But this day will last no longer than any other; the sun continues its inevitable traverse off to the west. Near the end of the afternoon it disappears into another bank of clouds, much thicker this time. Now the weather changes quickly; it grows windy and cold. Soon a heavy snowfall begins. By early evening a thin bank of snow has drifted up against the western side of Boulder Rock.

Past midnight the skies clear, the winds die down, and it grows truly frigid. The stars are bright, even in this night’s full moon. For long hours before the next day’s dawn, the Hudson Valley is illuminated in the moon’s spooky silvery light. Cold, silent and dead, it is a wondrous sight to behold. Contact the authors at randjtitus@prodigy.net. Join their facebook page “The Catskill Geologist.”

Visions 9 – view from Sunset Rock – 9-8-17

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Visions of an Ice Age past – Sunset Rock

On the Rocks   

The Woodstock Times

August 1, 2013

Robert and Johanna Titus


We have been following the Hudson River Art Trail in our recent “On the Rocks” columns. The Art Trail project has been under the primary sponsorship of Cedar Grove, the Thomas Cole National Historic Site. That’s Thomas Cole’s old home, located near the Rip Van Winkle Bridge in the Village of Catskill. The two of us have been associated with Cedar Grove since its founding, a little more than ten years ago. We have taken great pride in watching as this historic site has blossomed into a center for the study of America’s great landscape art of the 19th Century. Our role in all these columns has been to bring an understanding of the geological history that lies just beneath the surface of those landscapes. This is almost all a story of the Ice Age and we continue that today. We have arrived at site seven on the Art Trail: Sunset Rock.

Sunset Rock is a sizable boulder, lying at the top of a sizable ledge of sandstone which overlooks North Lake and one of the Catskills most memorable views. It’s another one of those locations where all the personalities of the Hudson River School came to look and often to paint. Not surprisingly Thomas Cole got there first and, not surprisingly, all of the rest of them followed. We like Cole’s view done in 1843. Jasper Cropsey followed suit in 1855, and we are very fond of the canvas he did there. You will have no trouble finding these and many more online. Sanford Robinson Gifford’s version is currently (summer, autumn 2017) on display at Cedar Grove.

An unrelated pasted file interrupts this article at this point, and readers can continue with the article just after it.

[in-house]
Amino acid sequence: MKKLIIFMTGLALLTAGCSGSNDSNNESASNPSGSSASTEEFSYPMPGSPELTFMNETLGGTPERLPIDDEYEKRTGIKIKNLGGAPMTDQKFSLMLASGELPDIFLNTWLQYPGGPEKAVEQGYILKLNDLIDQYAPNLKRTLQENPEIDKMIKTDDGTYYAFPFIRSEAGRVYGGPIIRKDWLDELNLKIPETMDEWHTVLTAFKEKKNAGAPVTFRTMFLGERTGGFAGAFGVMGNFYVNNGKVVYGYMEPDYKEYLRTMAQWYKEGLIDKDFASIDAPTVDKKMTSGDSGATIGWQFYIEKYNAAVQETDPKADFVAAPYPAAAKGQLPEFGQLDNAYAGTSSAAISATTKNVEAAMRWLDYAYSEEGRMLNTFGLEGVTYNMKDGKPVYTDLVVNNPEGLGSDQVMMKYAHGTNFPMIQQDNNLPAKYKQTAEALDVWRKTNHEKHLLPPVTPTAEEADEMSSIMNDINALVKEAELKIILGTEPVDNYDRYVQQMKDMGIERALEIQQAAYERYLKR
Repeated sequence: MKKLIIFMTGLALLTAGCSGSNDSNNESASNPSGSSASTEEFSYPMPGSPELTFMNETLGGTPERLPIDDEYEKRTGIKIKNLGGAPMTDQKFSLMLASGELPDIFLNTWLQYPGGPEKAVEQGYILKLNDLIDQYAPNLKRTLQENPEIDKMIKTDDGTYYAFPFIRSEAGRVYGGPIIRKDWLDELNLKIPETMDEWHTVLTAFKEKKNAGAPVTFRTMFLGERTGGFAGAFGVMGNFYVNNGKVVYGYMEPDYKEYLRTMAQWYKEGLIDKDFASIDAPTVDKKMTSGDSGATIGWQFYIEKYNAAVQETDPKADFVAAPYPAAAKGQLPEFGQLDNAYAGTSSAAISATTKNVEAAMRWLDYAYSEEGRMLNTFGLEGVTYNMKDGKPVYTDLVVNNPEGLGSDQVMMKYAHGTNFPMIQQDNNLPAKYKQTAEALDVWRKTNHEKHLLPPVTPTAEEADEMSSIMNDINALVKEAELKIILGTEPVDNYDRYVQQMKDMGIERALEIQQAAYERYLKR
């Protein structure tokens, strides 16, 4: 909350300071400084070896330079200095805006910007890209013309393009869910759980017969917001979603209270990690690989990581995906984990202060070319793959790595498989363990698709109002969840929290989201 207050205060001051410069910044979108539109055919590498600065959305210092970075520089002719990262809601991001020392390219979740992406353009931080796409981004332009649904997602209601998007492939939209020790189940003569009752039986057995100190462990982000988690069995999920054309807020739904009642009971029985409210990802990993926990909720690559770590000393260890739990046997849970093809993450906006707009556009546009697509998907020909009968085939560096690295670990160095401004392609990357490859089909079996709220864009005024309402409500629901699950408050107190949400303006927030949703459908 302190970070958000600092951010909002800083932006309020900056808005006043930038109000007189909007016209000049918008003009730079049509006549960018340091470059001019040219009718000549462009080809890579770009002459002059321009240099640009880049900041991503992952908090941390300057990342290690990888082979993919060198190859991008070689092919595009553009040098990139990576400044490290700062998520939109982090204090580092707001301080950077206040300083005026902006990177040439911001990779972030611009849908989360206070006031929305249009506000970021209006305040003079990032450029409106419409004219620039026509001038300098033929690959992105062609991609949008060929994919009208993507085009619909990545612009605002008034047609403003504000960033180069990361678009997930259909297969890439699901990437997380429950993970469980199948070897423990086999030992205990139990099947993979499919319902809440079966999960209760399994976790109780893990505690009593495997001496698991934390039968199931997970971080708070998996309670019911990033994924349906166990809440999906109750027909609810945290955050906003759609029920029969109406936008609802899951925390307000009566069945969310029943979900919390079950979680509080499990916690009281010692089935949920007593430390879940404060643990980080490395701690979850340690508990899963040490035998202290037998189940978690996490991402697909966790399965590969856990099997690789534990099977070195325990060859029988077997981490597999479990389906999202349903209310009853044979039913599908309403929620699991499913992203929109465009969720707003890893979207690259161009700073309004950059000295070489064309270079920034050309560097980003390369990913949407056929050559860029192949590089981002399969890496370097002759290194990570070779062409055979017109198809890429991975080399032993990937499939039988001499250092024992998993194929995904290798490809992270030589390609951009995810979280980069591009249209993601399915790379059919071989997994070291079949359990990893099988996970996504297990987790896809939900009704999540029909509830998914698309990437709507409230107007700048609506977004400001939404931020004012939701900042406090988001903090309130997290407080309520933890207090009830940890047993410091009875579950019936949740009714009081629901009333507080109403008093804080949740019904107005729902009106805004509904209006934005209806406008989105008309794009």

The view here is grand, even by standards set in the Catskills. You stand next to Sunset Rock, or better still, climb up on it and gaze to the south. To your left is the expanse of the Hudson Valley. Out there you can see the Shawangunks as well. More immediately, in front of you are North and South Lakes. South Mountain rises above them. You have to imagine what is lost: the Mountain House Hotel and the Hotel Kaaterskill once were both clearly visible from here. In the far distance you can sense the presence of Kaaterskill Clove far more than actually see it. Above the Clove you can observe both High Mountain and Round Top. Hikers come to Sunset Rock at all times of the year and they are always rewarded with a variety of scenic images. Everybody’s favorite season is at the height of the fall colors but every time of the year pays dividends to the avid hiker. In short, if you have not gone there – you must!

Our very first visit, together, brought us a strong sense of what the glaciers had done to shape this view. Earlier chapters in this series have described the formation of the two lakes down below; this visit will focus on the glaciers descending and flooding in from the north. Are you interested? If so you are likely to take the yellow trail when you are coming to Sunset Rock. You need to have a sharp eye and you need to know exactly what to look for, but the signs of glaciation are to be found on this trail. What those signs speak of is the immense weight and power of the glaciers that were once here.

You watch the trail carefully and you begin to notice that the sandstones beneath your feet frequently display cobbles, rocks long ago buried with the surrounding Devonian age sands. What happened is that, with the advance of the ice, some of these were literally cut through and planed off. The ice contained a lot of sand at its bottom and the weight of the glacier pressed down on the sand and turned the ice into a sheet of sandpaper. That ground into many of those cobbles and planed them off. What you see today are shiny, flat surfaces at the top of all such cobbles, surfaces that are level with the ground all around.

                                                                                                                   Planed off cobble

All of this speaks of the advance of a glacier, but there is more: there is Sunset Rock itself. That scenic boulder is what geologists call a glacial erratic. That’s a boulder that was transported within the ice of that same moving glacier. It was picked up, somewhere to the north, and dragged to where it is found today. We have located erratics that appear to have arrived in the Catskills after journeys from as far away as the Adirondack Mountains. This one probably only came a mile or so; it is a local rock type. But it does speak to us of the enormous power of the glacier that brought it here, and it also speaks to us of glaciers that were once this high up in the mountains. That goes to the heart of our story.